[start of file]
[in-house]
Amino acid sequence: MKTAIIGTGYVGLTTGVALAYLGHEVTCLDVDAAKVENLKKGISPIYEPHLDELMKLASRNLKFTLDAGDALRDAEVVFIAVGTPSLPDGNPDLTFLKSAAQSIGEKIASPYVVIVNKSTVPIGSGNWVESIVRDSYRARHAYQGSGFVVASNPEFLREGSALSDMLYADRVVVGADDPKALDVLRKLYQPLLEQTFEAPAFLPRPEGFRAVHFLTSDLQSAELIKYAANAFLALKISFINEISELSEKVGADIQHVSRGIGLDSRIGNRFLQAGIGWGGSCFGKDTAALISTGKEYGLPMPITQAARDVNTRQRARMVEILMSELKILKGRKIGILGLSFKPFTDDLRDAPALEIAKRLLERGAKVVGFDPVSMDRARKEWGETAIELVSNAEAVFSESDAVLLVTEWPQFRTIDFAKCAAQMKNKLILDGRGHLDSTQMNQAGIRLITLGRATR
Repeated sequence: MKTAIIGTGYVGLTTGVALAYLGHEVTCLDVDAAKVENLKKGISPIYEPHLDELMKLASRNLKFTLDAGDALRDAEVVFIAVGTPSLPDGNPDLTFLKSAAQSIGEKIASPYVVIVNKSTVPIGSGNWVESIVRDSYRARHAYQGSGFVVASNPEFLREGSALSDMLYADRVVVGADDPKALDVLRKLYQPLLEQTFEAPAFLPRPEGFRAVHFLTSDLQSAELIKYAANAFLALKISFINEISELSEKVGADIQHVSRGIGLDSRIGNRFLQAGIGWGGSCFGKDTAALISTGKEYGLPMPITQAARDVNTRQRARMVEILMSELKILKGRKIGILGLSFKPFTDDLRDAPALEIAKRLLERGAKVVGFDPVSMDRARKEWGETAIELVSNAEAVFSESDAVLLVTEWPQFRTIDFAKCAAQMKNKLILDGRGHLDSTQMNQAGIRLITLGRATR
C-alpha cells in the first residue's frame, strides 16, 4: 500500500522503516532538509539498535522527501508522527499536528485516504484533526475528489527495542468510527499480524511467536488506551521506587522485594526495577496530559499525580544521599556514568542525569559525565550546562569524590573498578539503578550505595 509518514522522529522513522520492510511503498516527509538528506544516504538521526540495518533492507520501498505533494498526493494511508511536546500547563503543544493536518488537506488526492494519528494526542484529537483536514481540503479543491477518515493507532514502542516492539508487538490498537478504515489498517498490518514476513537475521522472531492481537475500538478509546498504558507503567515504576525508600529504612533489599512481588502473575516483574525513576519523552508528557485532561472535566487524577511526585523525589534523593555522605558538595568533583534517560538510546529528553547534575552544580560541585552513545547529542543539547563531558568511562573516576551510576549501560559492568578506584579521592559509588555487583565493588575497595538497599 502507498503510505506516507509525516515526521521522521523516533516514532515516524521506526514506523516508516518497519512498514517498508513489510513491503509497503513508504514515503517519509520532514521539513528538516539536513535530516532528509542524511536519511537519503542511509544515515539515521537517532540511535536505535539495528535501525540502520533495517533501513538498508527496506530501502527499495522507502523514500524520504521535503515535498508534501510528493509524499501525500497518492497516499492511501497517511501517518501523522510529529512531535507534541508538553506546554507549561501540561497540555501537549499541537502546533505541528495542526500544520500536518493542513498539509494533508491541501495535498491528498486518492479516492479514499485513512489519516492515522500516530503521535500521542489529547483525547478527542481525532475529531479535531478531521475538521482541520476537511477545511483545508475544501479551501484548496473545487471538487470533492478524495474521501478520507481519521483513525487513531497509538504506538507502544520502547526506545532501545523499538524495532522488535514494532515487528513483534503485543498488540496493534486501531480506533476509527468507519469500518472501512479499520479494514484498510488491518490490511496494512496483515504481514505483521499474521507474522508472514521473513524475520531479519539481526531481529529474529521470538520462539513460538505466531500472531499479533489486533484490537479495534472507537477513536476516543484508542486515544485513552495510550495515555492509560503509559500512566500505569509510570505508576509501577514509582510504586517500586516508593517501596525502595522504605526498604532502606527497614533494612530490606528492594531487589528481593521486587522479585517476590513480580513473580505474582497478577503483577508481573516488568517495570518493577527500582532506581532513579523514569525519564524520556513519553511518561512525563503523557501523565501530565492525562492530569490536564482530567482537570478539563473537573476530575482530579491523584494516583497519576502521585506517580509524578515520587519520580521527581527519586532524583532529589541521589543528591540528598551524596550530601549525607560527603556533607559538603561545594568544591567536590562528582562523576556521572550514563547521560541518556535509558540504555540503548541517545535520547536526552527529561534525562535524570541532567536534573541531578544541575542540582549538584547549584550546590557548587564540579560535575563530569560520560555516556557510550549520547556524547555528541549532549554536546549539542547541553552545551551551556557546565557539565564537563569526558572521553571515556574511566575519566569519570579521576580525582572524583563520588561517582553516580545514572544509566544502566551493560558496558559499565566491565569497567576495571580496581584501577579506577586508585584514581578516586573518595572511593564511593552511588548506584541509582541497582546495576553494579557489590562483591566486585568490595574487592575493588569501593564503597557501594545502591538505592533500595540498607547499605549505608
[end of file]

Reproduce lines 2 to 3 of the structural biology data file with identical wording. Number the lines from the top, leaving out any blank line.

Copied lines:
Amino acid sequence: MKTAIIGTGYVGLTTGVALAYLGHEVTCLDVDAAKVENLKKGISPIYEPHLDELMKLASRNLKFTLDAGDALRDAEVVFIAVGTPSLPDGNPDLTFLKSAAQSIGEKIASPYVVIVNKSTVPIGSGNWVESIVRDSYRARHAYQGSGFVVASNPEFLREGSALSDMLYADRVVVGADDPKALDVLRKLYQPLLEQTFEAPAFLPRPEGFRAVHFLTSDLQSAELIKYAANAFLALKISFINEISELSEKVGADIQHVSRGIGLDSRIGNRFLQAGIGWGGSCFGKDTAALISTGKEYGLPMPITQAARDVNTRQRARMVEILMSELKILKGRKIGILGLSFKPFTDDLRDAPALEIAKRLLERGAKVVGFDPVSMDRARKEWGETAIELVSNAEAVFSESDAVLLVTEWPQFRTIDFAKCAAQMKNKLILDGRGHLDSTQMNQAGIRLITLGRATR
Repeated sequence: MKTAIIGTGYVGLTTGVALAYLGHEVTCLDVDAAKVENLKKGISPIYEPHLDELMKLASRNLKFTLDAGDALRDAEVVFIAVGTPSLPDGNPDLTFLKSAAQSIGEKIASPYVVIVNKSTVPIGSGNWVESIVRDSYRARHAYQGSGFVVASNPEFLREGSALSDMLYADRVVVGADDPKALDVLRKLYQPLLEQTFEAPAFLPRPEGFRAVHFLTSDLQSAELIKYAANAFLALKISFINEISELSEKVGADIQHVSRGIGLDSRIGNRFLQAGIGWGGSCFGKDTAALISTGKEYGLPMPITQAARDVNTRQRARMVEILMSELKILKGRKIGILGLSFKPFTDDLRDAPALEIAKRLLERGAKVVGFDPVSMDRARKEWGETAIELVSNAEAVFSESDAVLLVTEWPQFRTIDFAKCAAQMKNKLILDGRGHLDSTQMNQAGIRLITLGRATR